While in the original data, there is a clear “sex”-”income” correlation (red circle in the left plot in Figure 5) this dependency is almost reduced to noise level in the fair, synthetic data (red circle in the right plot in Figure 5). Apart from the “sex”-”income” pair, no other correlation seems to be altered by applying the fairness constraint, at least not strong enough to show a visible effect on the correlation plot.

But what about proxy attributes, columns in the data set that are correlated with “sex” and “income”? Can they introduce unfairness through a backdoor, as they are not explicitly mentioned in the parity constraint? Recall that the “parity equation” (see Equation 1) contains the attributes “sex” and “income” only.

To visualize the effect of the parity constraint on proxy attributes, we add an artificial feature to the Adult data set named “proxy”. We generated this column so that it is strongly correlated with the attribute “sex”. For females, “proxy” equals to 1 in 90% of all cases and equals to 0 for the remaining 10%. For males, the percentages are swapped. Looking at this new data set, we see, first, the strong correlation between “sex” and “proxy” (the black arrow on the left-hand side plot of Figure 6). Second, as these two attributes are strongly linked, also their correlation to “income” is comparable (the red arrow on the left-hand side plot of Figure 6). Now,  when we run our synthetic data solution with the fairness constraint in place on “sex” only, we find that in the fair synthetic data both correlations “sex”-”income” and “proxy”-”income” are almost reduced to noise level (the red arrow on the right-hand side plot of Figure 6). The latter finding shows that the parity constraint works as intended and accounts for (hidden) proxy attributes.

Fig. 6: The parity-fairness constraint also accounts for proxy attributes of “sex”.

In the Adult data set, gender is not the only sensitive attribute: if we train our synthetic engine with “race” as a sensitive attribute, we get similarly impressive corrections (for this task, we used a simplified version of the data set filtering for Black/White subjects). In the original data, there are twice as many high earners in the White population than in the African American, but the ratios are almost exactly equal in our adjusted synthetic data (Figure 7).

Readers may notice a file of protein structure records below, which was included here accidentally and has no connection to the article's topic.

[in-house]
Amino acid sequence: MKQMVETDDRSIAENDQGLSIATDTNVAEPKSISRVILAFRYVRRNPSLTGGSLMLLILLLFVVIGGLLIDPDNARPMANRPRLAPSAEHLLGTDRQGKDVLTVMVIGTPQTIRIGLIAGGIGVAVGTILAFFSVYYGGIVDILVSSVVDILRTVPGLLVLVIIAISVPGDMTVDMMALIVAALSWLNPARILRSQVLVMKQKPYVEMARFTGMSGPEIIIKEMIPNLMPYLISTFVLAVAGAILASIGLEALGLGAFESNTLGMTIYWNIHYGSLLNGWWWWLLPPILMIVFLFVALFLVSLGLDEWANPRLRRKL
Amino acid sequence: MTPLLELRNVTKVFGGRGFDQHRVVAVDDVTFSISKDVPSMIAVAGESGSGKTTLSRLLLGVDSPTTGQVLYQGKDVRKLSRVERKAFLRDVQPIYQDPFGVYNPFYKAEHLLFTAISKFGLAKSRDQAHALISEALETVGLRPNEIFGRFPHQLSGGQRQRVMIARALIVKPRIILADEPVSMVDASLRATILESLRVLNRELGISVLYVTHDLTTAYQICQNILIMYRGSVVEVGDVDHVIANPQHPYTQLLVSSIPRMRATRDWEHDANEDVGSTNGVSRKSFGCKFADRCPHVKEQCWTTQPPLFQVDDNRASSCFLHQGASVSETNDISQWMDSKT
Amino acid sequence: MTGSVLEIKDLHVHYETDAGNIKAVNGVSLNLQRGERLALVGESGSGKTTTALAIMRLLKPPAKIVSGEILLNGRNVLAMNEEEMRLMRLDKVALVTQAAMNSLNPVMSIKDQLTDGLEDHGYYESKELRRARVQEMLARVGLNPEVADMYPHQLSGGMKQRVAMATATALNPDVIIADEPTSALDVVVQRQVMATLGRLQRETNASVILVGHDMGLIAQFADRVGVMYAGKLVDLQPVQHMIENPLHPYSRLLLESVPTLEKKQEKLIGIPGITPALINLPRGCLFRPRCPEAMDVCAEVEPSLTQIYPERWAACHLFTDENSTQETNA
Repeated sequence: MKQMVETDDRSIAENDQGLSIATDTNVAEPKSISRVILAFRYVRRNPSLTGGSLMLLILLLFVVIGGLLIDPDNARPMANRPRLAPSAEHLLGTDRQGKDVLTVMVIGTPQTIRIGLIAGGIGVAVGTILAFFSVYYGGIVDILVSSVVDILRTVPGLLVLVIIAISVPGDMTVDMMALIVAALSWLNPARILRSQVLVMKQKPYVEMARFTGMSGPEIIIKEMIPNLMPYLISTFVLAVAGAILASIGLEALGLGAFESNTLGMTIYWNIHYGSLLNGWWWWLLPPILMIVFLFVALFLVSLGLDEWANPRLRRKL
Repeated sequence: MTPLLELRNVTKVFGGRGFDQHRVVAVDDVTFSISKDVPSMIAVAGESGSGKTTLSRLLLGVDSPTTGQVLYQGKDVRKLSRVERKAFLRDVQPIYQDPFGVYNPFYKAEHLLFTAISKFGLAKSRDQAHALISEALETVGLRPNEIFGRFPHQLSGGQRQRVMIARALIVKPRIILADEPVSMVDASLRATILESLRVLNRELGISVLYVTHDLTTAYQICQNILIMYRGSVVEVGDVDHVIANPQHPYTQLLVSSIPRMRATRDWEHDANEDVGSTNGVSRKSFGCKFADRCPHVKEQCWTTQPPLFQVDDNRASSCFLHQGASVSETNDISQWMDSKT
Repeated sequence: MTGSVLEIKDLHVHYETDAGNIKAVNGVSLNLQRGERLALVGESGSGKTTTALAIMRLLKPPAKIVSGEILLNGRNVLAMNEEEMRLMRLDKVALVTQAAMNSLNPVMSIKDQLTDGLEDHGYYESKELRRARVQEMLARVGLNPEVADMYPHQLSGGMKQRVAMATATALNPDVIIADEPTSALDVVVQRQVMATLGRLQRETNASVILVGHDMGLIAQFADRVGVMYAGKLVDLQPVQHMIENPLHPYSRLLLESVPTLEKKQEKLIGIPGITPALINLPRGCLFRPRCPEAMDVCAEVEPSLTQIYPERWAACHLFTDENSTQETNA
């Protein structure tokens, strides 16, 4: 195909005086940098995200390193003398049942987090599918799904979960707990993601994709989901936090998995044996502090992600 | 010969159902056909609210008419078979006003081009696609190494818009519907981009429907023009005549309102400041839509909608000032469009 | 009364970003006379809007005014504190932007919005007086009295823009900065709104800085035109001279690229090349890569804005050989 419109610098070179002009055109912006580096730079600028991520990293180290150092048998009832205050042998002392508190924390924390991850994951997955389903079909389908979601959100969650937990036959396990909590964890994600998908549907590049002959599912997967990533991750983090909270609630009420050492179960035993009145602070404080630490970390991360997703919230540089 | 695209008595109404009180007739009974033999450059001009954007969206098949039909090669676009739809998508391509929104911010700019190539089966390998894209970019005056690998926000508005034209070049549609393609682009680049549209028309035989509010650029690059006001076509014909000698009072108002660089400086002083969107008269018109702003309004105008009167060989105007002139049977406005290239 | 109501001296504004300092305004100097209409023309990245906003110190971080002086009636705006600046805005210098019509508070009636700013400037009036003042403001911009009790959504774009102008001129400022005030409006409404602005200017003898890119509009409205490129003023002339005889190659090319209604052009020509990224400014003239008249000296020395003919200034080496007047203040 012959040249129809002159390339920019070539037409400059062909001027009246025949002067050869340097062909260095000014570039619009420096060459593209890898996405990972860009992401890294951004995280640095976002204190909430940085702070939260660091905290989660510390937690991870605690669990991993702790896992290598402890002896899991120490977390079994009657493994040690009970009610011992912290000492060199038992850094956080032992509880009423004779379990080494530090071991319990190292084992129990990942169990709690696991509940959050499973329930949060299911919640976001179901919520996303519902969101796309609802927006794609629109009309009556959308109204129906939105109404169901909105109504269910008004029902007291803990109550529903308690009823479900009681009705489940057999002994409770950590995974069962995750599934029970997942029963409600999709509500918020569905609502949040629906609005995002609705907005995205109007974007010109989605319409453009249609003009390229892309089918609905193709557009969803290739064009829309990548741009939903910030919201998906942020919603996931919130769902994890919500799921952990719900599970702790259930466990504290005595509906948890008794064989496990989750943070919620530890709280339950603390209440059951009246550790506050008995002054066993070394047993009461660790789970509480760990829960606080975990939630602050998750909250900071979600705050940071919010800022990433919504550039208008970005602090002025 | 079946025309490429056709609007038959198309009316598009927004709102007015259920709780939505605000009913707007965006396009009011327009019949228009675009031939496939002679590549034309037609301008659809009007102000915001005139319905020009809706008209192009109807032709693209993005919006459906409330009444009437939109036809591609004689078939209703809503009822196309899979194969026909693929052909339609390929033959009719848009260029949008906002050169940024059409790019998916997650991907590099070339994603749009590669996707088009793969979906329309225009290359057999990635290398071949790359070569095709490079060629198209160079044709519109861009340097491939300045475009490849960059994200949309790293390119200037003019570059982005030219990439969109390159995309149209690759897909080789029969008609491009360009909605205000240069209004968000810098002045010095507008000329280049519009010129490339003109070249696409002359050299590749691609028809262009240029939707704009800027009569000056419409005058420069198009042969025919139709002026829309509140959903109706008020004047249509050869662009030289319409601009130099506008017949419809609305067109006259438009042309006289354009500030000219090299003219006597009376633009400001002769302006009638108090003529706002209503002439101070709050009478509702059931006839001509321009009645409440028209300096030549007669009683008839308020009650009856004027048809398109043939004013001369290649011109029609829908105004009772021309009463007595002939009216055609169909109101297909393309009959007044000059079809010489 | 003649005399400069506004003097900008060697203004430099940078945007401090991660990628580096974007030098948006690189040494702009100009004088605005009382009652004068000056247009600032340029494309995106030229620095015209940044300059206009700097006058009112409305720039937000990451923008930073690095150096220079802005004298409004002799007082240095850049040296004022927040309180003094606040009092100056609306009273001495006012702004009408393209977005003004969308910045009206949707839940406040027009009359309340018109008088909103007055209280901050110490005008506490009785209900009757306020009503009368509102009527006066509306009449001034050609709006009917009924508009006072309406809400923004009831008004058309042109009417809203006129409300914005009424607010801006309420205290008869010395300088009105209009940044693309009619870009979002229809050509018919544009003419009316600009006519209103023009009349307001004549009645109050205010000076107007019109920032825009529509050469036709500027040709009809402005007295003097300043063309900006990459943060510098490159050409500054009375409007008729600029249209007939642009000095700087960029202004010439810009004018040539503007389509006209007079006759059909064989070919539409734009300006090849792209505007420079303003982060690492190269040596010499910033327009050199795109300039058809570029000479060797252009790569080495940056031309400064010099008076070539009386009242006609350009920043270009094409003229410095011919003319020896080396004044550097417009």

Fig. 7: Parity fairness balances the fractions of ethnic groups in the high-income segment.

In summary, the introduction of (parity) fairness to our software solution shows very promising results. The quality and accuracy of the synthetic data remain high, the privacy of data subjects is protected, and parity-fairness is guaranteed. All these properties make private and fair synthetic data readily available for further application.

Mitigating Bias on More Than One Feature

It is also a possibility to turn on the fairness loss on multiple sensitive attributes at the same time which we did for race and gender. In this case, one must be careful what ratios to optimize: if we were to simply put fairness losses independently on race and gender then the algorithm might fall into the mistake of “fairness gerrymandering”. That is, the new data set would look fair with respect to both gender and race individually, but we would see high imbalances when restricted to gender and race simultaneously (Figure 8).

Fig. 8: Fairness gerrymandering (left) and simultaneous parity (right).

Taking this into account, our solution gives synthetic data with significantly balanced high-income ratios across the four groups given by race and gender (Figure 9).